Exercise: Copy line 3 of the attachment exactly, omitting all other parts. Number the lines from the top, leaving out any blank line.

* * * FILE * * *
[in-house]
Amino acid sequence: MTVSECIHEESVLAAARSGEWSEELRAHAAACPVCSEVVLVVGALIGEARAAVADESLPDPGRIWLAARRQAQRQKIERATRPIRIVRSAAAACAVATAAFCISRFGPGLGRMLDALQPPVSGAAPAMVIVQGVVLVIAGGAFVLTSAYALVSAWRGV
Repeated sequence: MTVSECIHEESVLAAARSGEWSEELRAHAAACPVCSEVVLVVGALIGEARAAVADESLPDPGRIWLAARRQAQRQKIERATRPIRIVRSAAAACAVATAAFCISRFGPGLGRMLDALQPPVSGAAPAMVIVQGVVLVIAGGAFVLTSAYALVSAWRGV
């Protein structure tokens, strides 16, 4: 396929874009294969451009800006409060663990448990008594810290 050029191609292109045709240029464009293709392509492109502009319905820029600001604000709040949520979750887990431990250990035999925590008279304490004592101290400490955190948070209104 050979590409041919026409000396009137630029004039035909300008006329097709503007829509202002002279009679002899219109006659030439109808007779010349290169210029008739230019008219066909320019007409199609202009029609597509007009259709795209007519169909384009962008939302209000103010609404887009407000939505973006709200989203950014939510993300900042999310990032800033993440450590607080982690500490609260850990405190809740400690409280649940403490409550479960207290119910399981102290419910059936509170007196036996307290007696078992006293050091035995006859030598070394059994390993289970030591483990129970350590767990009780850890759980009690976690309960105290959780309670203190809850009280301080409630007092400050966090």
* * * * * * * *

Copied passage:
Repeated sequence: MTVSECIHEESVLAAARSGEWSEELRAHAAACPVCSEVVLVVGALIGEARAAVADESLPDPGRIWLAARRQAQRQKIERATRPIRIVRSAAAACAVATAAFCISRFGPGLGRMLDALQPPVSGAAPAMVIVQGVVLVIAGGAFVLTSAYALVSAWRGV